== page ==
Since taking over as general manager, Dave Gettleman has pretty much gutted the New York Giants of nearly all vestiges of the Jerry Reese era.
Sterling Shepard is one of the few exceptions. Not only is the wide receiver, drafted by Reese in the second round in 2016, still a Giant, he is the only Reese-era player in whom Gettleman has placed a heavy financial investment.
Did Gettleman and the Giants made a good investment when they gave Shepard a four-year, $41 million contract ($21.26 million guaranteed) before the 2019 season?
Let’s take a closer look.
Position: Wide receiver
Contract: Year 2 of four-year, $41 million contract | Guaranteed: $21.26 million
How he got here
Shepard has had relatively consistent catch numbers — 65, 59, 66, 57 — in his four seasons. He missed five games in 2017 with a myriad of injuries and six games in 2019 with a pair of concussions, so availability has sometimes been an issue.
Fro the first three seasons of his career, Shepard was usually ‘Robin’ to Odell Beckham Jr.’s ‘Batman.’ A dependable sidekick who could sometimes do spectacular things, but was never going to be the star of the show.
The Giants paid Shepard handsomely to keep him through 2022, but they didn’t really PAY him. His average annual salary of $10.25 million is 22nd among wide receivers.
They were hoping Shepard would ascend to the No. 1 wide receiver role in 2019, but that didn’t really happen. A preseason thumb injury, concussions, and — to be honest — the presence of Golden Tate — conspired against that.
Tate and Shepard are both players who have had the majority of their career success playing in the slot. Shepard’s snaps in the slot went down from 517 in 2018 to 256 in 2019. He caught a career-best 5.7 passes per game last season, but many of his other numbers went down. He averaged a career-low 10.1 yards per catch, 3.1 yards less than in 2018. His yards per target dropped from 8.1 to 6.9. Shepard’s yards before catch per reception dropped from 8.5 to 7.0. His yards after catch dropped from 4.7 yards per reception to 3.1.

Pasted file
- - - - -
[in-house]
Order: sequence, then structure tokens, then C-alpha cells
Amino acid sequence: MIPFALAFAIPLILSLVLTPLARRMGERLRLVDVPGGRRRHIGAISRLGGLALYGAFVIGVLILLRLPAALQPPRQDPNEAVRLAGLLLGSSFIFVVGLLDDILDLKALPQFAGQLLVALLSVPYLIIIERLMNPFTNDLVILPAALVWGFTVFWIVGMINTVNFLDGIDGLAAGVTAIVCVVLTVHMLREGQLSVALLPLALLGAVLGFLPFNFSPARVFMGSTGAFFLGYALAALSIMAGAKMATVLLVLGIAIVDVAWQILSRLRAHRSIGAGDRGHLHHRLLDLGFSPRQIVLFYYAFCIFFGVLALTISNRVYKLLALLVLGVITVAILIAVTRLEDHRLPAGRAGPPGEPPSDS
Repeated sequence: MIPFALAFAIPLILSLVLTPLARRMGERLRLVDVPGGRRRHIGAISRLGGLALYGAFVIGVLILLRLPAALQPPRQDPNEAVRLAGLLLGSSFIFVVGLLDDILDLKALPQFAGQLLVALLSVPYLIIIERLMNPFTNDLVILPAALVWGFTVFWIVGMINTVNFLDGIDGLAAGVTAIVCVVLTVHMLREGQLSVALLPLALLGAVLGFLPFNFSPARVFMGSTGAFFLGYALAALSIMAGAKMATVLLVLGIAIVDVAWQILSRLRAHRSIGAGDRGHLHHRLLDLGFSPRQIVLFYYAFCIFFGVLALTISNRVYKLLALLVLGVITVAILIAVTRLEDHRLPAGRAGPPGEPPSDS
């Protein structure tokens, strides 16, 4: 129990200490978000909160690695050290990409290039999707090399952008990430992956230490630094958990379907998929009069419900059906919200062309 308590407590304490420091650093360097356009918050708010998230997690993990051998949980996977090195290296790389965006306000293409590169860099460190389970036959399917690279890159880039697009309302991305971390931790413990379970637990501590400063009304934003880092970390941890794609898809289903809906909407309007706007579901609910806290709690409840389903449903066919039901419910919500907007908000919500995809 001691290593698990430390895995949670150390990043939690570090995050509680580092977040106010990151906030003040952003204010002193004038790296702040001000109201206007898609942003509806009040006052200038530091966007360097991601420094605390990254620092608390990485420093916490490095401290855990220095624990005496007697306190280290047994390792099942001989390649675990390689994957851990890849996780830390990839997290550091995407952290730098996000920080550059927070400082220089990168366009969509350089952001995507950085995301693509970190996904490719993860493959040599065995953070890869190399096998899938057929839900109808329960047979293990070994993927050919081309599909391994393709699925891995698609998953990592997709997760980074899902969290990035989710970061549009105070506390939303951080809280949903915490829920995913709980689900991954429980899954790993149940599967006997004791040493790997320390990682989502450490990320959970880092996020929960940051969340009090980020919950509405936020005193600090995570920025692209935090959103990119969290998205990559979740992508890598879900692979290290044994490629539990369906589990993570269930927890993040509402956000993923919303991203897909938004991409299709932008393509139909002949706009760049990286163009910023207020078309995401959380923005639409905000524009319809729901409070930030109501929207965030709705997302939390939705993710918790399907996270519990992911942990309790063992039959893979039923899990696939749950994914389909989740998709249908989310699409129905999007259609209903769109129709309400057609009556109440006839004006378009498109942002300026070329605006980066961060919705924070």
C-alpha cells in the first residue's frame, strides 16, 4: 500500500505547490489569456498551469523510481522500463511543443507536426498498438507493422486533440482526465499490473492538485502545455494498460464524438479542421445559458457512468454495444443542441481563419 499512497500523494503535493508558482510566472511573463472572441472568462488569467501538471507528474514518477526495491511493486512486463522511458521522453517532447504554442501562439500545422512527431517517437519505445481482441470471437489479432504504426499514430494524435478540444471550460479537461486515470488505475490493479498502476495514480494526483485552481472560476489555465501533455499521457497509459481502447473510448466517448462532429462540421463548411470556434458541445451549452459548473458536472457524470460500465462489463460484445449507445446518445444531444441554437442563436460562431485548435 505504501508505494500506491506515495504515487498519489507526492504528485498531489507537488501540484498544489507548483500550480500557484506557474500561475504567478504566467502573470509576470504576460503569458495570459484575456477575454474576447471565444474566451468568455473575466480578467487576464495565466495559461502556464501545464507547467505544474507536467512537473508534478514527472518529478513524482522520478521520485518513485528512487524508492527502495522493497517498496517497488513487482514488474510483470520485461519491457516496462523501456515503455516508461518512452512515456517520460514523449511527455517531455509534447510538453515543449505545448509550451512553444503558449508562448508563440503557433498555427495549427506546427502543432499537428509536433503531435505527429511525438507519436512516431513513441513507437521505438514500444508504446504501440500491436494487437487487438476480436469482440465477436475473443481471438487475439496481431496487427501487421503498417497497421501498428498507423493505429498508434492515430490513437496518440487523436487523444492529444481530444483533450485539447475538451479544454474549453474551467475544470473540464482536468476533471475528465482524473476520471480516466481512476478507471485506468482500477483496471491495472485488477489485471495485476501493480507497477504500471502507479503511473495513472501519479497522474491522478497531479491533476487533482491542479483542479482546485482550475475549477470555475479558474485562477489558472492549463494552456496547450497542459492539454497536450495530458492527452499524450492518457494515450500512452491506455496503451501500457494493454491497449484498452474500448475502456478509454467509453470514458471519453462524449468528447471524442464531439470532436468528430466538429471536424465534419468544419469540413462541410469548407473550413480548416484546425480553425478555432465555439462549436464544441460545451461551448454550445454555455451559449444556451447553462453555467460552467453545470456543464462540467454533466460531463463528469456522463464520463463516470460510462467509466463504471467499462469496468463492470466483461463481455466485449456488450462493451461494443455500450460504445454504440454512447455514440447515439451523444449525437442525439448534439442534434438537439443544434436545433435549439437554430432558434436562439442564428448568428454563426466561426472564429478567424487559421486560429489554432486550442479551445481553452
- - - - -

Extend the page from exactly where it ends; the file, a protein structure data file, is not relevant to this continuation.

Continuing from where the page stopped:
Our own Nick Falato, writing for Giants Country (and, yes, I hate that he does that but know that people have to make a living), offered this assessment in a Shepard film study:
Shepard is one of the more underrated wide receivers in the league when it comes to his mental processing, route running, and release at the line of scrimmage.
His quickness in and out of breaks stresses good cornerbacks, and his nuanced route-running puts these defenders into really tough situations.
Shepard’s hard foot plants, head/body fakes, and utilization of the “flipper” in tight quarters with a stick-and-nod are well above average.
His ability to create separation on nine routes without quality releases, double moves, or coverage lapses, none of which are his strong suits. But he’s still fast enough to easily be a starting receiver in the NFL, albeit he relies on his quickness a bit more than his deep speed.
His versatility as a slot and boundary receiver is also something that makes him dangerous. Shepard could be primed for a big season in 2020, but he has to stay healthy.
At this point in his career I think we know what Shepard is. That is a good, sometimes really good, quarterback-friendly wide receiver. He will be productive, though probably not dominant or flashy. If he is healthy.
Shepard’s future is clouded by the two concussions he had a season ago. More concussion issues this season could lead to questions about whether or not Shepard should continue to play.
We don’t know at this point how offensive coordinator Jason Garrett plans to deploy Shepard, Tate, and Darius Slayton.
So, then, lots of unknowns. What we do know is that whenever and wherever Shepard plays he should be a productive player.